6. What would it take to remove Assad?
The Institute for the Study of War, a Washington think tank, argues for a much more proactive U.S. approach. It would involve creating a safe zone in the south, along Syria’s border with Jordan. The goal at first would be to build the leverage the U.S. would need to push Assad and his allies Russia and Iran to negotiate a settlement, said Jennifer Cafarella, a Syria analyst at the institute. Ultimately, however, the U.S. would have to decide whether removing Assad is a vital national interest, she said. That’s because although the U.S. has the capability to defeat Russian and Syrian air defenses, "you cannot just go to war in Syria with Syria, because the regime is so deeply connected with Russia and Iran. If you go to war with one, you go to war with all of them.”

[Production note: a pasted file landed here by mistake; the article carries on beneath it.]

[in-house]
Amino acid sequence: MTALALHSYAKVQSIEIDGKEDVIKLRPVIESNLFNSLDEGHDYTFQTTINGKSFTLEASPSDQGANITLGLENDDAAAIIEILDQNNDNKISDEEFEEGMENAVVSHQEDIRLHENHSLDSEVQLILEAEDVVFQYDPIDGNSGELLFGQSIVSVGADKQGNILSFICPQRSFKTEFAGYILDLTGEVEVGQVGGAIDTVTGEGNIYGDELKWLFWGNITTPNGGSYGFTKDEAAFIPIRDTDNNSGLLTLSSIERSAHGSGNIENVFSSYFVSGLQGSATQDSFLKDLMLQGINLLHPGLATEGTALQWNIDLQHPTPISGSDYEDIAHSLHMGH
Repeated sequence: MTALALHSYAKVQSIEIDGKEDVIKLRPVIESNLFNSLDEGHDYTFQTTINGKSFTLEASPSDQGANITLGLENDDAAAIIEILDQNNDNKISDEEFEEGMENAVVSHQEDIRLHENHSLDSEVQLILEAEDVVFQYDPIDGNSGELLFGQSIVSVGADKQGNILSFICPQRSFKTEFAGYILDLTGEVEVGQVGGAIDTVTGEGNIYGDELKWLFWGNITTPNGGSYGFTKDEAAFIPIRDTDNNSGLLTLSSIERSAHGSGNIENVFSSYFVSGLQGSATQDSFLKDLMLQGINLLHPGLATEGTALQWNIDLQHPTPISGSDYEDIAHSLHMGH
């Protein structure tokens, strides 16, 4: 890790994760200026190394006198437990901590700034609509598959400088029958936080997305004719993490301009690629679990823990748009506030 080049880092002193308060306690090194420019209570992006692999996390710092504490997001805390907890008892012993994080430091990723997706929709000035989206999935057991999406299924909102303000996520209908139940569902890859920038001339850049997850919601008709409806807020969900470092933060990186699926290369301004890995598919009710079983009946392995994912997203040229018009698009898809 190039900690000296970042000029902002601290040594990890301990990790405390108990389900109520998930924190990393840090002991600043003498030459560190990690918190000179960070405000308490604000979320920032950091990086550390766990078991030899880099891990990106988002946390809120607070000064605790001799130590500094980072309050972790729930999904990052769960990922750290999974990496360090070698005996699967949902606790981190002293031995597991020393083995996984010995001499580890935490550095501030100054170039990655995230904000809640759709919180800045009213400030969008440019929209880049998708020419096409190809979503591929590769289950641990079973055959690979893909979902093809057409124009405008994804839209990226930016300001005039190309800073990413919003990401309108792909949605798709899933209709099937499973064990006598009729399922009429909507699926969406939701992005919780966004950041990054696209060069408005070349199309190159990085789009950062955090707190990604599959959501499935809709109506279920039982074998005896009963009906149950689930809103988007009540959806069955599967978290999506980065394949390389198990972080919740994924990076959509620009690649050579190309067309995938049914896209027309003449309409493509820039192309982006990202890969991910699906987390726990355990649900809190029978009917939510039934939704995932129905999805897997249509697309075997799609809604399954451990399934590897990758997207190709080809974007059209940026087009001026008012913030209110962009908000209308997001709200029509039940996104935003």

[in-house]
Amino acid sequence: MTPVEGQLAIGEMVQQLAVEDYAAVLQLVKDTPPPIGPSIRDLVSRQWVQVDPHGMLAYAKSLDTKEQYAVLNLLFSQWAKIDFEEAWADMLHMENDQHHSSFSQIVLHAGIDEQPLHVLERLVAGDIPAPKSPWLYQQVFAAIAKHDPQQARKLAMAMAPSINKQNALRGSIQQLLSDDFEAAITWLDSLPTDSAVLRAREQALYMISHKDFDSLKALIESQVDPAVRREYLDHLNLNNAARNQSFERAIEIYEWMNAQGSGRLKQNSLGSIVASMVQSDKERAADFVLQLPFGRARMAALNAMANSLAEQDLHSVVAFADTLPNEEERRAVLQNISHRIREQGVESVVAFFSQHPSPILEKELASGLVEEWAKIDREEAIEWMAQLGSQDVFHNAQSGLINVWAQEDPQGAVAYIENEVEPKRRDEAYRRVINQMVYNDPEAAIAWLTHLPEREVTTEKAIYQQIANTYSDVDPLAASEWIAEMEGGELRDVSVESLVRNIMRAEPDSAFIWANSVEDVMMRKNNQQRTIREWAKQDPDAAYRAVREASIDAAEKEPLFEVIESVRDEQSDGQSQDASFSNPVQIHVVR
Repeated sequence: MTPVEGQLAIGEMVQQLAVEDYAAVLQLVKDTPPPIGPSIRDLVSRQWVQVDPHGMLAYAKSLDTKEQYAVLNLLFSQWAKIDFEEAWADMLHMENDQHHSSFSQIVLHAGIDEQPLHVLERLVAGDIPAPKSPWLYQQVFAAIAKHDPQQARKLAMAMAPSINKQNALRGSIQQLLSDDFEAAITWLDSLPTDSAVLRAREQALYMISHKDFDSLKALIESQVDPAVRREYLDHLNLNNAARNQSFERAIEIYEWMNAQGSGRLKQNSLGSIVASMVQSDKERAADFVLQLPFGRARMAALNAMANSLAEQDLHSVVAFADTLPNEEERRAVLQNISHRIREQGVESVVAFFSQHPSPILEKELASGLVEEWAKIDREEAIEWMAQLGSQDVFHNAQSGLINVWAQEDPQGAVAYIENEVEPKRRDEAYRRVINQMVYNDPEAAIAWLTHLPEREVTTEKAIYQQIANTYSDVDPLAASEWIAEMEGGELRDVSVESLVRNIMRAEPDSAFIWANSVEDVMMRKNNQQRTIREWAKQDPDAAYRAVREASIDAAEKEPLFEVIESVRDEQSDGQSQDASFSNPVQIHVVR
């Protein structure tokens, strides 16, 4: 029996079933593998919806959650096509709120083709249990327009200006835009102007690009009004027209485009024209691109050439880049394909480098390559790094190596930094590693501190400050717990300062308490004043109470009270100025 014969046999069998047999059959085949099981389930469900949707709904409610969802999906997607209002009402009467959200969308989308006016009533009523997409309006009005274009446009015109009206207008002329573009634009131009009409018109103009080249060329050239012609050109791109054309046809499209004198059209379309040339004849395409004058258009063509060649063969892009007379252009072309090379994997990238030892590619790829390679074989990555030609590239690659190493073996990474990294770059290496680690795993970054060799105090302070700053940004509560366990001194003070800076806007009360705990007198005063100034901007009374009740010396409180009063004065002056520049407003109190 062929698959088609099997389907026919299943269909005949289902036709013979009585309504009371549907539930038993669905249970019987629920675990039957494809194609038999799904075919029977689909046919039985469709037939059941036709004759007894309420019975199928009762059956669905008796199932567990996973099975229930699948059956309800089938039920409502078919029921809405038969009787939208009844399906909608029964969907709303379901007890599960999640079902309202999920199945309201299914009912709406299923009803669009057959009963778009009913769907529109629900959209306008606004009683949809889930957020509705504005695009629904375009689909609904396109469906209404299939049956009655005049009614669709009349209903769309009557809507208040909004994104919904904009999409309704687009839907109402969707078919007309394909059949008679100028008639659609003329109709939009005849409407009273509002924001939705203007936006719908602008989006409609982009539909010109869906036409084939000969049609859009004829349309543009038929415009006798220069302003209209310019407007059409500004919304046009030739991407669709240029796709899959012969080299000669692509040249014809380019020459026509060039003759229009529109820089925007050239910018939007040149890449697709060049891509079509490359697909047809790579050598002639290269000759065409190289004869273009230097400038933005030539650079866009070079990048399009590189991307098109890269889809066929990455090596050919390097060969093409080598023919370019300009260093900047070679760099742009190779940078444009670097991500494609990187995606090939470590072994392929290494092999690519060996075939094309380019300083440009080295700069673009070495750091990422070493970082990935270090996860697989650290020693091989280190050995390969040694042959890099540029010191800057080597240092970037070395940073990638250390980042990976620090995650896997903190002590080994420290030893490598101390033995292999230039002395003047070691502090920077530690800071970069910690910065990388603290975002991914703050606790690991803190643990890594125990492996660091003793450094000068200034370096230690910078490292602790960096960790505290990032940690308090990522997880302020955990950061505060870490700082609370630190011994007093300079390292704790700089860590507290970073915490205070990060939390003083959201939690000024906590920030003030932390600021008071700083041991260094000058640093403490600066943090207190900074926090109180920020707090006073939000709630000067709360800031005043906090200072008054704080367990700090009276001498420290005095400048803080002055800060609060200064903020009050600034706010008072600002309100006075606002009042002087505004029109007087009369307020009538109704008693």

The Reference Shelf
- A blog on Syria from the Institute for the Study of War.
- The Organisation for the Prohibition of Chemical Weapons, which won the Nobel Peace Prize for its work to dismantle Syria’s stockpile, has a special section on the country on its website.
- Syria’s chemical weapons and their history were described in this paper by the U.S. Congressional Research Service.
- The Syrian Accountability Project’s website has interactive battle maps.
- A catalog of Russian air defense systems.
- Ratheon Co.’s description of the Tomahawk cruise missile.
- A Bloomberg article on how the U.S. strike unfolded.